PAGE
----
PowerPoint users know how frustrating it is to spend an afternoon editing a presentation only to find they’ve worked on the wrong version. While PowerPoint allows users to leave comments on teammates’ slide drafts, the software doesn’t contain the same kind of robust Track Changes feature as its sister application, Microsoft Word.
Another challenge comes in storing and organizing Power-Point slides. Organizations create slides for sales, training or other presentations, but it’s often difficult to determine where any specific slide is stored, whether it is on a server or laptop, smartphone, tablet or USB drive. Given that the best slides are usually recycled or customized for different needs, it’s important to be able to quickly locate the slide when needed.
New products have emerged to solve these collaboration and organization quandaries. One is SlideSource. a cloud-based platform designed for faster, easier and more efficient collaboration on PowerPoint presentations, as well as efficiency in the storage and retrieval process of slides.
Robert Befus, vice president of operations for Research Presentation Strategies (RPS), says that SlideSource, developed by RPS in North Carolina, was originally built with the needs of the pharmaceutical industry in mind. It has since evolved to address the needs of multiple industries.
When a pharmaceutical company prepares for a high-stakes presentation, such as a regulatory meeting with the Federal Drug Administration (a United States Department of Health and
Human Services agency), teams of 20 or more (in some cases up to 100) typically collaborate on presentations that can include thousands of PowerPoint slides and data from decades-long clinical trials.
One of the biggest challenges in such scenarios, even with smaller design teams and presentation projects, is version control. Presentations are typically shared, through email, for review by multiple team members. And although individuals can control their own email lists, they can’t be sure email recipients in turn will or will not pass files along to others. Therefore, it’s not always clear which version of a slide deck is the latest, or if all comments have been incorporated, or even viewed or approved.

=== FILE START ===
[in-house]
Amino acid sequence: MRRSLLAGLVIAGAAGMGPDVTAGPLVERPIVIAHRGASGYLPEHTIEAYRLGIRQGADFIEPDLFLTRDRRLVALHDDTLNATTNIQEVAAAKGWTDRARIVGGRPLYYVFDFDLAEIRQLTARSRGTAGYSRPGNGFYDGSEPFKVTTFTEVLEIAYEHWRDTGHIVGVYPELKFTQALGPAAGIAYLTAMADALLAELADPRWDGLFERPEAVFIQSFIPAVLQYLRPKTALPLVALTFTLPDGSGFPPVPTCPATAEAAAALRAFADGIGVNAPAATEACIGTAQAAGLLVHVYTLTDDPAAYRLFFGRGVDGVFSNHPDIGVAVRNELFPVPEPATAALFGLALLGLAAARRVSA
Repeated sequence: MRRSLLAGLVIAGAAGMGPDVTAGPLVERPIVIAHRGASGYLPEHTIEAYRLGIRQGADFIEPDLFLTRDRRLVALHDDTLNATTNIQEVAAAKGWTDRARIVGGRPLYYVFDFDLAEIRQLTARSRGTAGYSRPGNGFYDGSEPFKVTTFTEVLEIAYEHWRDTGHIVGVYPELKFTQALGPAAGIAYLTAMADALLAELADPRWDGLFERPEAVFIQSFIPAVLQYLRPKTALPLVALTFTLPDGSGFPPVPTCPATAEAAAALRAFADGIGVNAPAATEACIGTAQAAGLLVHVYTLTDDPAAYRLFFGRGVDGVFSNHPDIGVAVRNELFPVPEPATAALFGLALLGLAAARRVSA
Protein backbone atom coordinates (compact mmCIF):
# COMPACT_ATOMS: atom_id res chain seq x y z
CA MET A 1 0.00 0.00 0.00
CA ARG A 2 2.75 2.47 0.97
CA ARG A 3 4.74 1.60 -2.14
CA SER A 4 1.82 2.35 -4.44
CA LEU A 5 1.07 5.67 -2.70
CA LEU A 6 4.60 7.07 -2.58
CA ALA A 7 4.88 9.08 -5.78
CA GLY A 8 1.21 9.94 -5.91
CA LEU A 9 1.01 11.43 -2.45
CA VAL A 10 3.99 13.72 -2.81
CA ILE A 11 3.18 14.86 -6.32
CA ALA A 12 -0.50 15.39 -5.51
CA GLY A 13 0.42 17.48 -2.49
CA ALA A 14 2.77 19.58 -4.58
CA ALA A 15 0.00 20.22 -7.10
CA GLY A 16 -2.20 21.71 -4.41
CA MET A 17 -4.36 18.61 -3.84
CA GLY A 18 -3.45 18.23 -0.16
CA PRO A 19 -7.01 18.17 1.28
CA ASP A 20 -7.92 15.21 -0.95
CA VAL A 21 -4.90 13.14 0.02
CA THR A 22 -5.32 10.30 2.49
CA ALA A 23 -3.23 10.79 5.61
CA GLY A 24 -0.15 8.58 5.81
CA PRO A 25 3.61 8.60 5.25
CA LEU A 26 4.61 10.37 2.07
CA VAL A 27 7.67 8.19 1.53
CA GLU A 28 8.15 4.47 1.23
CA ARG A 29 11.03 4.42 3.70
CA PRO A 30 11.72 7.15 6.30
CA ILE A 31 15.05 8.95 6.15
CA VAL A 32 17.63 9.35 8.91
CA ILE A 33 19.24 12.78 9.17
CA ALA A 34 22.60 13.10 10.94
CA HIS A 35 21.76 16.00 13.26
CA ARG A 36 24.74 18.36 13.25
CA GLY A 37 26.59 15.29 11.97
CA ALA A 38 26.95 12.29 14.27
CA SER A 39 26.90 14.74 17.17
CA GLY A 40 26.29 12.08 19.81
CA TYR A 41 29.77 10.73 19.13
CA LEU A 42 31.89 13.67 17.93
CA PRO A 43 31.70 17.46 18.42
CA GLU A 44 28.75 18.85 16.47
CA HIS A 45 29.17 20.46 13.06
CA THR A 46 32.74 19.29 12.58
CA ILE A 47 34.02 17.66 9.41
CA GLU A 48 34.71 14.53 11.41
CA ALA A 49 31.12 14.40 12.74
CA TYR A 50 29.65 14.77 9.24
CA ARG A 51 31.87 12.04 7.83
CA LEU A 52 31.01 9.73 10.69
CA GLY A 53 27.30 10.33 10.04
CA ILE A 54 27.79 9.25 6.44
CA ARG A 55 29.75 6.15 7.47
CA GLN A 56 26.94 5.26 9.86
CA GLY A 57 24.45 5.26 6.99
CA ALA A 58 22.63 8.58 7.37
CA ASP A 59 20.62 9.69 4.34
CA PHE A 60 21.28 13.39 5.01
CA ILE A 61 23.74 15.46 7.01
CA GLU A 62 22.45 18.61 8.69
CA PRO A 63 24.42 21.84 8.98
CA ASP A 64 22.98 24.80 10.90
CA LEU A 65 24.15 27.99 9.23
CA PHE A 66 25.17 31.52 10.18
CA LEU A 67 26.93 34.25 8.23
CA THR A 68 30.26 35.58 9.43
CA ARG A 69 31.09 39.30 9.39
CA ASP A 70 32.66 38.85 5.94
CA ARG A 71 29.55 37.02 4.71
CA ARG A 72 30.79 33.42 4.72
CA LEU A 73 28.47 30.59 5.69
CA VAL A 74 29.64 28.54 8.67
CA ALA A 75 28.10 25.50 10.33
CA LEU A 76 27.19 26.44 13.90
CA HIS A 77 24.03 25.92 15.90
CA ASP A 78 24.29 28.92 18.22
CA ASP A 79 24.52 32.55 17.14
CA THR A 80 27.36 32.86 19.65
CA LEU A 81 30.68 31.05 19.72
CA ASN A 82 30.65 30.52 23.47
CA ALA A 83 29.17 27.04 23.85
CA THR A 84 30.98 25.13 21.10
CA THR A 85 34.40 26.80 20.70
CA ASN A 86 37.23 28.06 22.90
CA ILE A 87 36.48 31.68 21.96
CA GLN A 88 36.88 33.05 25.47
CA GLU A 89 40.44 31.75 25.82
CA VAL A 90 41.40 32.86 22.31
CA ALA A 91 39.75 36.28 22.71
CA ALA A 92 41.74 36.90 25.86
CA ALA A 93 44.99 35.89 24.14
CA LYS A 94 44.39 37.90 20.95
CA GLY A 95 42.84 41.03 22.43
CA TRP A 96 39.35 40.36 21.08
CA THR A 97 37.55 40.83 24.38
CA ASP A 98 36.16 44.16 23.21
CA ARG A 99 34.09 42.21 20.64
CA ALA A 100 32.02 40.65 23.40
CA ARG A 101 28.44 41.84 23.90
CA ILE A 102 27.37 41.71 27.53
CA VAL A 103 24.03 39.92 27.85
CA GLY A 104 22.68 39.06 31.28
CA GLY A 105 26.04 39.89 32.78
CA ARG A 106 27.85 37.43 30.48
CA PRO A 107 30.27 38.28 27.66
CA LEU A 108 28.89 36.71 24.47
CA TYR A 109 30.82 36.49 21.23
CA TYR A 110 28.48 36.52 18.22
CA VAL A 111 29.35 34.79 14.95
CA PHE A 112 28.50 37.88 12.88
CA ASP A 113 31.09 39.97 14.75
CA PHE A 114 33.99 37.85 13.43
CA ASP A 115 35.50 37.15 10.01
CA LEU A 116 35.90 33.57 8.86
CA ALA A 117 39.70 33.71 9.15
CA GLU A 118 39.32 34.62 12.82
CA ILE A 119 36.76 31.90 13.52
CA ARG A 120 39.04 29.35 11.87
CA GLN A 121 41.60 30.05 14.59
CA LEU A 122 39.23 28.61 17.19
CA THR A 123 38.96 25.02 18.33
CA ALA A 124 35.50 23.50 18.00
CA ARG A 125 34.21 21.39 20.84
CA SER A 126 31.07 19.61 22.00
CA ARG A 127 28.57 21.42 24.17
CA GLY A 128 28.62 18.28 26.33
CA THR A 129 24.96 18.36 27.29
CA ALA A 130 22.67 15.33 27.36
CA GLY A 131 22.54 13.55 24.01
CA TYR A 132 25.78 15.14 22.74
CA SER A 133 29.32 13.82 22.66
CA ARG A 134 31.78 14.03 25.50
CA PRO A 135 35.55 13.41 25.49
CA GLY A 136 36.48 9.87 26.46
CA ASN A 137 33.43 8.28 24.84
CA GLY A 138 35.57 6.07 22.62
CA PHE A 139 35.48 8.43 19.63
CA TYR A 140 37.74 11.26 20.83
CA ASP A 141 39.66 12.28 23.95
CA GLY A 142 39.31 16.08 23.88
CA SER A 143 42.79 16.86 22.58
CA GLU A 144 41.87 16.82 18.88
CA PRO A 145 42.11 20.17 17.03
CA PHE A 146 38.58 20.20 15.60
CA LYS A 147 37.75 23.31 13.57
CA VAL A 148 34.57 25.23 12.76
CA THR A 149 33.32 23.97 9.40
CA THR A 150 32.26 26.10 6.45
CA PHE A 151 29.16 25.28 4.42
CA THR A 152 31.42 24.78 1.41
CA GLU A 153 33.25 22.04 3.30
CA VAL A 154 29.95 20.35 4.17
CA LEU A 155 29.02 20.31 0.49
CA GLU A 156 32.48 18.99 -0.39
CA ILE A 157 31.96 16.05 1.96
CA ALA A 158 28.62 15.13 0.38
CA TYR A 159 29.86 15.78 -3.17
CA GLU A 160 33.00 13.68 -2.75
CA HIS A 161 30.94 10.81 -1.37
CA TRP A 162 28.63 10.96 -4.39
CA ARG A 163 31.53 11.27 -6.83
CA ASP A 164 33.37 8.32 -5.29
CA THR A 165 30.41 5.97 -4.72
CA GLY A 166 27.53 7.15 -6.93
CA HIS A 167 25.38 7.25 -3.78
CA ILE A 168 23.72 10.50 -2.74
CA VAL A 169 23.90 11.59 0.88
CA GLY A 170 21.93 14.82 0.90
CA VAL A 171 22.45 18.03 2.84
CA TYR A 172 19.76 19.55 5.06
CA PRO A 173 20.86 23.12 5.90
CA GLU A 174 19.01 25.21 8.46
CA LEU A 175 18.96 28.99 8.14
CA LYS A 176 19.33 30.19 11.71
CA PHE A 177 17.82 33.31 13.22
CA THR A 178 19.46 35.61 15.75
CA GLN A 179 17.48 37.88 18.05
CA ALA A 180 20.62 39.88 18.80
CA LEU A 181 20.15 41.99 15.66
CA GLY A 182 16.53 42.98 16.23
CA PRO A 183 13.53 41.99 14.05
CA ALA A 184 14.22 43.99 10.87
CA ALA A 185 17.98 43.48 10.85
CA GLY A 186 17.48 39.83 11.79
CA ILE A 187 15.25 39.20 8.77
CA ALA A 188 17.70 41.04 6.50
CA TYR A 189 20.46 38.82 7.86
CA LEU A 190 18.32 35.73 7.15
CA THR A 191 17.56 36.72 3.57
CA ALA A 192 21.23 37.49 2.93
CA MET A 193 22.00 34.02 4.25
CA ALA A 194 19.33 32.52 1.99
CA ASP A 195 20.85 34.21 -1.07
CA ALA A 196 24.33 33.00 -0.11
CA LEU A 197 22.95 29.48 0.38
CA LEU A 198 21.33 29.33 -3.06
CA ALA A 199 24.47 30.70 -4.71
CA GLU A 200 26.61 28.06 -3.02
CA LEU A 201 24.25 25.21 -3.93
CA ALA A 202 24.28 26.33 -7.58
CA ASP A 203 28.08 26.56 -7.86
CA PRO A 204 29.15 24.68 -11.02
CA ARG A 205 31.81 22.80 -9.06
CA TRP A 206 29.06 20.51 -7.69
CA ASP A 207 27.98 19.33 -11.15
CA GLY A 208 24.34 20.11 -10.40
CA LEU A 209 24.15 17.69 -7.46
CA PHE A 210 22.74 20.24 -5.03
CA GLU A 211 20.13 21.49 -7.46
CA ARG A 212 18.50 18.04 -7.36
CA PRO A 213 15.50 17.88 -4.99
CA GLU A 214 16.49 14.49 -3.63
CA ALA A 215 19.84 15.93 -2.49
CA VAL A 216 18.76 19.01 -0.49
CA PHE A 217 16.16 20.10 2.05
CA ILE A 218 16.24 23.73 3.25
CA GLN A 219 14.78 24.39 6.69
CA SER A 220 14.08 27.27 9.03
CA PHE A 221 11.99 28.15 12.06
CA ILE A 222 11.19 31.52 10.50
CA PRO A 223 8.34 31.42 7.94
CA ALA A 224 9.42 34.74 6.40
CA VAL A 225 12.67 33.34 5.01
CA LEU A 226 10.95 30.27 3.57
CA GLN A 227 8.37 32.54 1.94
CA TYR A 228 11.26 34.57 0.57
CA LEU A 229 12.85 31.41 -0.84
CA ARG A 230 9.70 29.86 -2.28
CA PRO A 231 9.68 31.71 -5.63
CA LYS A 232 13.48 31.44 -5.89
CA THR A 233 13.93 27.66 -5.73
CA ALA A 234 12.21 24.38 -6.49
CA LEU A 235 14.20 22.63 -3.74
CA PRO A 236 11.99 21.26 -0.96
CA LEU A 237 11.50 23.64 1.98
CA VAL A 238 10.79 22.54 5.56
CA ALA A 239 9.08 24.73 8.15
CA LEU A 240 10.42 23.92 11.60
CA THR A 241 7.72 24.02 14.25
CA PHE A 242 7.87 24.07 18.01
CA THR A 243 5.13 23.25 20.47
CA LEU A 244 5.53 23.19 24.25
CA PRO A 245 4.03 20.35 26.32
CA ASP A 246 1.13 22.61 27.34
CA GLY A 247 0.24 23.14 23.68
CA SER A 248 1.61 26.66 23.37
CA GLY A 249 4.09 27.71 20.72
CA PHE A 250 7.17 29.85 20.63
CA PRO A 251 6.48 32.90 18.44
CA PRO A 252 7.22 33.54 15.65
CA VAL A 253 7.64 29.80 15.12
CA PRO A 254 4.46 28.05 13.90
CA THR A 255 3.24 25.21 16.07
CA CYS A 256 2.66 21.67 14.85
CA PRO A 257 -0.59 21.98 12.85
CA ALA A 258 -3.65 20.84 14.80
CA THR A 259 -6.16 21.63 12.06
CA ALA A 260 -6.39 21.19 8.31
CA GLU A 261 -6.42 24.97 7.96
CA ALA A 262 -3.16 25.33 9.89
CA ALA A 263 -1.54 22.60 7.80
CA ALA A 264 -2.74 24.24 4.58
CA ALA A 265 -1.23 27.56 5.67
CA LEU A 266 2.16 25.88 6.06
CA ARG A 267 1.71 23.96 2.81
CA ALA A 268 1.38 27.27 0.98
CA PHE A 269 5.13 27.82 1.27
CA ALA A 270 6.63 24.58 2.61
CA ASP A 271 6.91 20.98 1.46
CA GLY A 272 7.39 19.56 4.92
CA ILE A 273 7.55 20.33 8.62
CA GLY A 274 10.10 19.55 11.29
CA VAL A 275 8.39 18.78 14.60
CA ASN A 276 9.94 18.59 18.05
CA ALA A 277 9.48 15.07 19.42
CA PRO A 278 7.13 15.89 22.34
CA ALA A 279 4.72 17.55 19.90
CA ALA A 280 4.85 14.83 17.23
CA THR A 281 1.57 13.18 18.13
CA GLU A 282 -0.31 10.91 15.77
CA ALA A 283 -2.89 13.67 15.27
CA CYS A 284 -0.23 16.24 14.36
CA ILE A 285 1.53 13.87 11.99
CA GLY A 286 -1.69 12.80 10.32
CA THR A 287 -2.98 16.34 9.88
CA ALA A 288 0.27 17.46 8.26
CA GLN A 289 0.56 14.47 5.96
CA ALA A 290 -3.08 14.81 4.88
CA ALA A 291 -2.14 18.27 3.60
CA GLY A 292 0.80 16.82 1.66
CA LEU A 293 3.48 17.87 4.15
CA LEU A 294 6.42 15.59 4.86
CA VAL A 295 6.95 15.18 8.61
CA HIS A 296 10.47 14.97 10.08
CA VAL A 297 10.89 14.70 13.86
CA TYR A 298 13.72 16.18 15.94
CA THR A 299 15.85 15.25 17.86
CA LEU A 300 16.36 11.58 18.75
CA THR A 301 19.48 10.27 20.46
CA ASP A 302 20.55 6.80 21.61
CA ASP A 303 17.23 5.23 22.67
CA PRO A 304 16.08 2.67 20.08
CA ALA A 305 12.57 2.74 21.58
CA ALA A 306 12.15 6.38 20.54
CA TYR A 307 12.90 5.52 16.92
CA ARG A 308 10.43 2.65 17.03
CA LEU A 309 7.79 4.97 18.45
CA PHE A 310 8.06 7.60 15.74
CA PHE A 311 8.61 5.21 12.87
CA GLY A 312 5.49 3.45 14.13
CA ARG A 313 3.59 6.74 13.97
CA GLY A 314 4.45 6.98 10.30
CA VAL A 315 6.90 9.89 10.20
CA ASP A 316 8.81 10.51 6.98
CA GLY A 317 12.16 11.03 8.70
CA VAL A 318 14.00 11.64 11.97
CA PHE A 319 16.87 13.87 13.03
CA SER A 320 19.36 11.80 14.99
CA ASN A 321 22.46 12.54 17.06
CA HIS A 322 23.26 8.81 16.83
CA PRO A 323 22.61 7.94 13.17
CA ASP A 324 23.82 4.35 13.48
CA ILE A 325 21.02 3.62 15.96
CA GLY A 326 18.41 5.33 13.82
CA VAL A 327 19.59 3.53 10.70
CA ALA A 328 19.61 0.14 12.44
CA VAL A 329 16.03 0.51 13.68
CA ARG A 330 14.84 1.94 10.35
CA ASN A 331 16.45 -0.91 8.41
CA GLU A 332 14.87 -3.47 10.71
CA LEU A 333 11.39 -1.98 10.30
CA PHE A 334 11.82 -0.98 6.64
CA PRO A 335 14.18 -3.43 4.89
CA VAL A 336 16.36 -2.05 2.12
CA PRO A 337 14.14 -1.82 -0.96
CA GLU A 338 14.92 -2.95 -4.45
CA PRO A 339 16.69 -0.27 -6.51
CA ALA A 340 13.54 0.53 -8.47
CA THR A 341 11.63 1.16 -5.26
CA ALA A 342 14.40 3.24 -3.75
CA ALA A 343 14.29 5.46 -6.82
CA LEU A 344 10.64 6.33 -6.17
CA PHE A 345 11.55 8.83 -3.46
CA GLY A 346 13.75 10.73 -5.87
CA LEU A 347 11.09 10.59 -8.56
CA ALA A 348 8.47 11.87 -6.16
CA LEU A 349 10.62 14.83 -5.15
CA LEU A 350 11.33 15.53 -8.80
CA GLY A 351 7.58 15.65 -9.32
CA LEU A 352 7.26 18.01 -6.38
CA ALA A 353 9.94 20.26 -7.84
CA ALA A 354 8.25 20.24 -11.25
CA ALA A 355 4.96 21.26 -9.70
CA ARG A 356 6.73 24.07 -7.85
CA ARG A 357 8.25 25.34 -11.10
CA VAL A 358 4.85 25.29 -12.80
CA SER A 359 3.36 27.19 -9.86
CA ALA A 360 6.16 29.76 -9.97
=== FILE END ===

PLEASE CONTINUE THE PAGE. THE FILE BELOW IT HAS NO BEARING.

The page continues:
SlideSource addresses version control by enabling teams to upload, view and edit slides from a central, shared online library which can be accessed from anywhere. It ensures everyone sees the latest version of a slide deck. The tool also allows users to leave comments on colleagues’ slides while in draft stages. Users can identify the most recent comments, and approve of any changes made, too.
The product also tackles the slide storage and organization issue by breaking PowerPoint slide decks into individual slides that can be stored, tracked and edited as single entities. Take, for example, four presenters who collaborate on a team presentation. A folder for each presenter can be created on SlideSource. Each presenter can upload and edit his or her own slides in that folder, and the composite presentation could be constructed from all slides.
“As people edit their individual slides,” Befus says, “the presentation constantly updates and reflects the status of those slides because there is a dynamic link between the slides and the whole presentation.”
When one slide in a SlideSource library is edited by a team member in Shanghai, Sao Paulo or San Diego, all presentations containing that slide are automatically updated. That feature allows team leaders or others to review a presentation’s most current version.
If a team member wants to download and edit a presentation offline, SlideSource can adjust for that too, since it recognizes the slides have moved offline. The tool then updates the version history when offline slides are re-uploaded to an online library.
Creating Engaging Online Presentations